Four Dems Call for Rangel to Give up Chairmanship

(GETTY IMAGES/Mark Wilson)
Updated at 5 p.m. ET.

Some House Democrats are reportedly calling for Rep. Charlie Rangel (D-N.Y.) to give up his powerful chairmanship of the House Ways and Means Committee in the wake of an admonishment from the House Ethics Committee, but House Speaker Nancy Pelosi today sidestepped questions about whether she also wants to see Rangel step down from his post.

The ethics committee accused Rangel of accepting corporate money for trips to Caribbean conferences in violation of House rules, but it could not determine whether Rangel knew about the financing. The committee determined that Rangel's staff did know about the financing and said Rangel was responsible for learning the truth.

Rangel is the subject of another larger ethics investigation that is looking into his use of official stationary to fundraise for a college center in his name, as well as his late disclosure of previously unreported assets.

At a press briefing today, Pelosi emphasized to reporters that the ethics committee said Rangel did not violate any rules of the House.

"That's an important statement that they made," she said.

"Obviously, they have other issues to deal with," Pelosi added, referring to the ongoing investigation into Rangel. "I hope that they will have other action soon, but they did not take action against him... We'll just see what happens next, what comes out of the ethics committee next."

Other Democrats, however, think party leadership should make Rangel step down now from his chairmanship.

Democratic Reps. Paul Hodes (N.H.), Gene Taylor (Miss.) and Bobby Bright (Ala.) all said Rangel should step down from his committee post, Politico reports

"Washington must be held to the highest ethical standards," Hodes reportedly said in a statement. "Regrettably, with the finding of ethics violations, Charlie Rangel should step down from his leadership position."

Taylor told Politico that Rangel "should step down, or at least step aside until all this is resolved."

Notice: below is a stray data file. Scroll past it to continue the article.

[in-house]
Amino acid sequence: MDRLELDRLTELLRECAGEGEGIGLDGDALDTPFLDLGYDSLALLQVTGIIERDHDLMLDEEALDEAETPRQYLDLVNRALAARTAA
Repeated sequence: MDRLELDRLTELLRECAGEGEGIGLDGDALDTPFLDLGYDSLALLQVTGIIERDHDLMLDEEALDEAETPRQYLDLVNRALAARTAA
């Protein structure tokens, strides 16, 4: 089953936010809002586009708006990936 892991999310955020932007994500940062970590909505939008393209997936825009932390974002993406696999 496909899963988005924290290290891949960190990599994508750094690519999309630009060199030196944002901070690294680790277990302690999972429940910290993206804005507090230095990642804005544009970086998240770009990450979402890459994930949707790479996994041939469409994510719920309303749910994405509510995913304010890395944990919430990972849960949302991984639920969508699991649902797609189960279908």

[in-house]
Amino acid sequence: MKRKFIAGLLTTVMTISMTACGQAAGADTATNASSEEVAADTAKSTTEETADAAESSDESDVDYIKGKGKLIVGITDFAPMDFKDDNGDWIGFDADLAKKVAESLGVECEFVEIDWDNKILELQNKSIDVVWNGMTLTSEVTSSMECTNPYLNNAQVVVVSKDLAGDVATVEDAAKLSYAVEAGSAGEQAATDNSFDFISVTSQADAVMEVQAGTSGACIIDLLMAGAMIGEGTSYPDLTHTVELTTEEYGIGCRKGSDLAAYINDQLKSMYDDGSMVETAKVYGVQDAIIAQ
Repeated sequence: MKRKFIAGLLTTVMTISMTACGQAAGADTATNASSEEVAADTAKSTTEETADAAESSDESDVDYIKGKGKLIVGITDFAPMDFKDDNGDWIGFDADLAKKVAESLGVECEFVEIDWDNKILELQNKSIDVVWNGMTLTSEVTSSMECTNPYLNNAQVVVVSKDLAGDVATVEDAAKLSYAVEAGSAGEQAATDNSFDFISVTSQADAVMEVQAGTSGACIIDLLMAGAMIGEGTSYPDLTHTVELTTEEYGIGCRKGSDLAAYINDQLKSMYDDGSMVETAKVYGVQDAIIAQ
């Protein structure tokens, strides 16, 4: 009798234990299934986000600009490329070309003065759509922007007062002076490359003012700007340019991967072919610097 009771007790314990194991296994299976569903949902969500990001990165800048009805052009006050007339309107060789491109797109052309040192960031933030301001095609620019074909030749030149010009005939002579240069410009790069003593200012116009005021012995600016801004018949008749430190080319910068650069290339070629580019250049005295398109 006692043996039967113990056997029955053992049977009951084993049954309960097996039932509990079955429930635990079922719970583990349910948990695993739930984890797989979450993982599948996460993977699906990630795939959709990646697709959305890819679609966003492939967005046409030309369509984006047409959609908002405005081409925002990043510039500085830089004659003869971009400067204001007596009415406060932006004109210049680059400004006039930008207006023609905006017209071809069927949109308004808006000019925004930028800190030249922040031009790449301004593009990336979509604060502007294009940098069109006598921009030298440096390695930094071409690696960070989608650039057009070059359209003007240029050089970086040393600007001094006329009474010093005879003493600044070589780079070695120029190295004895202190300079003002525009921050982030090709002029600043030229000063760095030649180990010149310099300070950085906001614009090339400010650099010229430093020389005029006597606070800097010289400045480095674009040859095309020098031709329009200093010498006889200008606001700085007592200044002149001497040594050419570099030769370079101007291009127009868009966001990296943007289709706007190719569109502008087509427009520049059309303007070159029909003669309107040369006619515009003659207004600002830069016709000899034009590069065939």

Rangel said last night at a news conference that "common sense dictates that members of Congress should not be held responsible for what could be the wrongdoing or mistakes or errors of staff unless there's reason to believe that member knew or should have known, and there is nothing in the record to indicate the latter."

His office released a statement today saying that Rangel participated in the trips to the Caribbean after the ethics committee approved them.

"The committee found that the Chairman did not have actual knowledge that the trip could be in violation of house rules," the statement said. "Having now learned that the trip reimbursement was made erroneously, Congressman Rangel will of course refund the funds in question."

The National Republican Congressional Committee also told Politico Rangel should step down.

Pelosi "promised the run the 'most ethical congress in history' and instead the voters got an out-of-touch, tone-deaf majority that appears to be belly flopping into the very swamp they promised to drain," NRCC spokesperson Ken Spain said.

Update: While Rangel said he relied on information from the House Ethics Committee in deciding to attend the Carribean trips, the ethics committee says that Rangel's aides tried at least three times to show him his trips had corporate sponsors, the Associated Press reports.

Rangel reportedly denies seeing any of these written communications, which included two staff memos sent to him in 2008 and a letter addressed to him in 2007. The committee's report says investigators could not determine whether or not Rangel actually saw them.